Picture of athlete cycling

Open Access research with a real impact on health...

The Strathprints institutional repository is a digital archive of University of Strathclyde's Open Access research outputs. Strathprints provides access to thousands of Open Access research papers by Strathclyde researchers, including by researchers from the Physical Activity for Health Group based within the School of Psychological Sciences & Health. Research here seeks to better understand how and why physical activity improves health, gain a better understanding of the amount, intensity, and type of physical activity needed for health benefits, and evaluate the effect of interventions to promote physical activity.

Explore open research content by Physical Activity for Health...

Journal contributions to the discipline of construction management

Murray, Michael (2009) Journal contributions to the discipline of construction management. In: Building a discipline: the story of construction management. Association of Researchers in Construction Management (ARCOM), pp. 51-68. ISBN 0-9552390-3-6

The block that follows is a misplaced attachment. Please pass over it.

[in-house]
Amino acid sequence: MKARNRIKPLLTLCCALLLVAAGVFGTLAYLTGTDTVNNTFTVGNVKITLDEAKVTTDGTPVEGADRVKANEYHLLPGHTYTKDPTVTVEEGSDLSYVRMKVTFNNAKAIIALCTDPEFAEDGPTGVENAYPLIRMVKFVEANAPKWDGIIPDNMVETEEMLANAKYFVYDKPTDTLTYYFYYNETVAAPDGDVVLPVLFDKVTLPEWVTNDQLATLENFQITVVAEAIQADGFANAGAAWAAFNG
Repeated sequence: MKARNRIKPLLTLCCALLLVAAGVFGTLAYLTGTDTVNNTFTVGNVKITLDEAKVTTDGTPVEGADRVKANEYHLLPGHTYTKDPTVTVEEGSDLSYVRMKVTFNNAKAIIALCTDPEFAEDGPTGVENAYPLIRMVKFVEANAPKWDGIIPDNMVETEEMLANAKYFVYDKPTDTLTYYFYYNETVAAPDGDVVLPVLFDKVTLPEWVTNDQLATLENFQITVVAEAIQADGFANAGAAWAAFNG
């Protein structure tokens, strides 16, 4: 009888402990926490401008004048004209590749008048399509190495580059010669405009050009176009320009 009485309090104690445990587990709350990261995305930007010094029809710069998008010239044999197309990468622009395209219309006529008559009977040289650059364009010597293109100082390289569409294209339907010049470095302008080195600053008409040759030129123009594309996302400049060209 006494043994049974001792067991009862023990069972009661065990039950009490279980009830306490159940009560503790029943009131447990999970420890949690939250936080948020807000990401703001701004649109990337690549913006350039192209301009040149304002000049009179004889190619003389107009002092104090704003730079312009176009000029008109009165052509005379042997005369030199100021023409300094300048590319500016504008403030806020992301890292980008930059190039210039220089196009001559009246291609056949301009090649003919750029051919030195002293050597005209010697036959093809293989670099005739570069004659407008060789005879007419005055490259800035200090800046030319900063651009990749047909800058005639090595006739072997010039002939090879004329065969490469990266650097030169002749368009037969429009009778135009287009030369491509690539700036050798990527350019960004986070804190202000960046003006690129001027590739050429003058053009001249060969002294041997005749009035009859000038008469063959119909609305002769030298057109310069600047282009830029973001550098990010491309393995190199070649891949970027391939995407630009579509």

Full text not available in this repository. Request a copy from the Strathclyde author

Abstract

The development of knowledge and learning in the field of Construction Management (CM) has national significance for construction industries around the globe. Wing (1997) provides a broad definition of CM as ‘project management, construction economics, design economics, cost engineering, value engineering, construction law and procurement, industrial management and public policy related to the construction industry’. An efficient and effective construction industry requires a knowledge bank as a catalyst for continuous improvement. The dissemination of contemporary empirical based research offers fuel to stoke the boiler and the publication of scientific ‘and’ management journals partially fulfils this role. Journals also provide a historical time line of ‘fashions and fads’ within our construction industry and more recently an indication of priority areas where funding councils have sponsored what is deemed to be ‘appropriate research’. Fitzgerald and Gunter (2008) point out that academic journals are the most visible manifestation of the intellectual boundaries that are established, perpetuated and maintained by its field members.